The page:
ACC moving neutral-site championship games out of North Carolina due to HB2
The ACC announced Wednesday that it is moving all neutral-site conference championship games out of the state of North Carolina as a result of the state’s controversial House Bill 2 law that limits the legal protection of the LGBT community.
This means the upcoming ACC football championship game set for Charlotte on Dec. 3 will no longer be played there. Conference commissioner John Swofford said in a statement that a new location will be announced at a later date.
A source told ESPN that Orlando has been contacted about possible interest in hosting the football title game, and the Central Florida Sports Commission confirmed Wednesday that it is interested in hosting all neutral-site events that would need to be relocated. One problem, however, is that Camping World Stadium is already scheduled to host the Florida state high school football championships on the same weekend as the ACC football title game.
Other ACC sports impacted are baseball, women’s basketball, women’s soccer, men’s and women’s swimming and diving, men’s and women’s tennis, and men’s and women’s golf.
“If the ACC is interested in relocating championships to Central Florida, we will work with our city, county and venue partners to determine the best way for us to move forward,” said Jason Siegel, Interim President & CEO of the Central Florida Sports Commission. “As it relates to the ACC Football Championship, our friends at Florida Citrus Sports will handle those discussions directly.”
The ACC Council of Presidents issued a statement Wednesday saying its decision “reaffirmed our collective commitment to uphold the values of equality, diversity, inclusion and non-discrimination.”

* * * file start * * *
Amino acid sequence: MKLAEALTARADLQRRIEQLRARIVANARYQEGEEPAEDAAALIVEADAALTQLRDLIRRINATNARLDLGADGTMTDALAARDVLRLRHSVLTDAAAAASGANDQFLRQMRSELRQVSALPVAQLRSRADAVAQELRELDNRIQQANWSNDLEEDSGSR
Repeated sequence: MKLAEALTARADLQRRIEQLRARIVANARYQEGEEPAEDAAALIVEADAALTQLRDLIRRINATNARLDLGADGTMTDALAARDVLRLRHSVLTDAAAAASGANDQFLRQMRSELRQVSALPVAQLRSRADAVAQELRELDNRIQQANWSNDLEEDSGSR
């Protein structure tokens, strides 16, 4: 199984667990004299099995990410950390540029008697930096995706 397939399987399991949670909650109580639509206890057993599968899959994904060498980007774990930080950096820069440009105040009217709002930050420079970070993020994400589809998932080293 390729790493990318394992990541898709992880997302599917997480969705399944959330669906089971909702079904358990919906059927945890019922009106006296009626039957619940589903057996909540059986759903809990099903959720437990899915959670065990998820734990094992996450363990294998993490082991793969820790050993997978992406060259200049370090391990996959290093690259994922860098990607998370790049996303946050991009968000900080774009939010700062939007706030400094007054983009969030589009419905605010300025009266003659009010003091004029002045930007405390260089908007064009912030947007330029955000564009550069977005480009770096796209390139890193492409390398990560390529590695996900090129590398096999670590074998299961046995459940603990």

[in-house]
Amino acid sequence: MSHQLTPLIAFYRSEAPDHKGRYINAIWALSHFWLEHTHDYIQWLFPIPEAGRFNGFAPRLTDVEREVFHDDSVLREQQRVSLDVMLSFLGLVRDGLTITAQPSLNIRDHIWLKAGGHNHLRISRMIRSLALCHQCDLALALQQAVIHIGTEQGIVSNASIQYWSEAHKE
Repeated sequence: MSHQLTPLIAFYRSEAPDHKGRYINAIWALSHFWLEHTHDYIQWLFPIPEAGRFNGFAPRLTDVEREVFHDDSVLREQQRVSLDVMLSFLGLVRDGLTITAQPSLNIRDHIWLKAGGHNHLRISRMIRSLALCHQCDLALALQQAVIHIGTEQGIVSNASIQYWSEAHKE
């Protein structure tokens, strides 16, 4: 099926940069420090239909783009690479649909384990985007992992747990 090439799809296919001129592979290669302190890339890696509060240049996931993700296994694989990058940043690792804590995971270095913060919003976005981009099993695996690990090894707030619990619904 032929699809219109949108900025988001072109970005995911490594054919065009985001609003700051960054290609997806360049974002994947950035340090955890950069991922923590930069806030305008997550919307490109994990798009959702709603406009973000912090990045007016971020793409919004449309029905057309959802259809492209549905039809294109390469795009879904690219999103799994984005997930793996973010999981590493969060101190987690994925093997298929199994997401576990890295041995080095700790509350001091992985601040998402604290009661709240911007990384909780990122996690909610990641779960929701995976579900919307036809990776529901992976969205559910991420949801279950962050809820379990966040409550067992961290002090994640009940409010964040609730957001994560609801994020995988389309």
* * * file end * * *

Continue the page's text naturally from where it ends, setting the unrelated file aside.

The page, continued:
“Every one of our 15 universities is strongly committed to these values and therefore, we will continue to host ACC Championships at campus sites,” the statement said. “We believe North Carolina House Bill 2 is inconsistent with these values, and as a result, we will relocate all neutral site championships for the 2016-17 academic year.”
The move comes on the heels of the NCAA announcing Monday that it would move seven championship events — including the first- and second-round games of the NCAA men’s basketball tournament — out of North Carolina.
“The ACC council of presidents made it clear that the core values of this league are of the upmost importance, and the opposition to any form of discrimination is paramount,” Swofford said in a statement. “Today’s decision is one of principle, and while this decision is the right one, we recognize there will be individuals and communities that are supportive of our values as well as our championship sites that will be negatively affected.
“Hopefully, there will be opportunities beyond 2016-17 for North Carolina neutral sites to be awarded championships.”
In February, the NBA decided to move its All-Star Game from Charlotte to New Orleans.